The situation is significantly more complex: while we, for instance, think that the astrobiological revolution gives us very strong reasons to expect life and intelligence abound, this has almost nothing to do with actual practice of SETI which we believe is largely misguided (with some exceptions listed above).[As an aside, I had a pretty good laugh after I read this article. My immediate reaction was to forward a link to my cosmologist friend, Milan Cirkovic. As I was about to do so, I realized that the article was written by none other than Milan himself (along with Larry J. Klaes).]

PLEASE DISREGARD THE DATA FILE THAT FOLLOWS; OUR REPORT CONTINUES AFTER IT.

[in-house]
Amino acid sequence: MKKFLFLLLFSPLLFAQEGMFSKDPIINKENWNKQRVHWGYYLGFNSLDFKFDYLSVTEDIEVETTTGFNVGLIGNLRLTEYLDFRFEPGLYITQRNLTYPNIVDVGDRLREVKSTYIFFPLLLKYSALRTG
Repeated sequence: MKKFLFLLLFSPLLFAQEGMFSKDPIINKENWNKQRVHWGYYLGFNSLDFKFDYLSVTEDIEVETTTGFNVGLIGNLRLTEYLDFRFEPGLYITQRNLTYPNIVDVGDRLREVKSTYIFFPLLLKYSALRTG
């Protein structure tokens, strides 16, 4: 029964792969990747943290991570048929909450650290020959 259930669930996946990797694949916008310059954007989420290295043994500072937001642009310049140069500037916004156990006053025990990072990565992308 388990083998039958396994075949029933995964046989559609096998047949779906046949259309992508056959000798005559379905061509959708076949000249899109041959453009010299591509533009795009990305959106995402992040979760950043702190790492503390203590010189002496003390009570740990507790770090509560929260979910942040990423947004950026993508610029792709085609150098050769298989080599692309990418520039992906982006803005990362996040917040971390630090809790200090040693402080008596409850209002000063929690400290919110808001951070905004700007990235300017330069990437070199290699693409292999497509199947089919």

Defenders of the SETI orthodoxy obviously-as, sadly enough, similar to many other well-documented cases in the history of science-put more weight upon the "orthodoxy" than upon the "SETI" part of the syntagm. In order for this rhetorical trick to pass below the radars, they substitute a scarecrow: whoever doubts the prospects of SETI as we do it, surely holds the pretentious and preposterous view that we are alone in the Galaxy. We strongly beg to differ.
SETI is a human endevoar, perhaps most quintessentially human of all scientific pursuits in the entire history of our species. As such, it is prone to typically human mistakes and delusions. This is clearly unavoidable. What is eminently avoidable, however, is that such mistakes and delusions are publicly defended in a dogmatic, "no-alternative" manner; especially when such mistakes and delusions are grounded in an old-fashioned, conservative and anthropocentric view of the mind and the universe.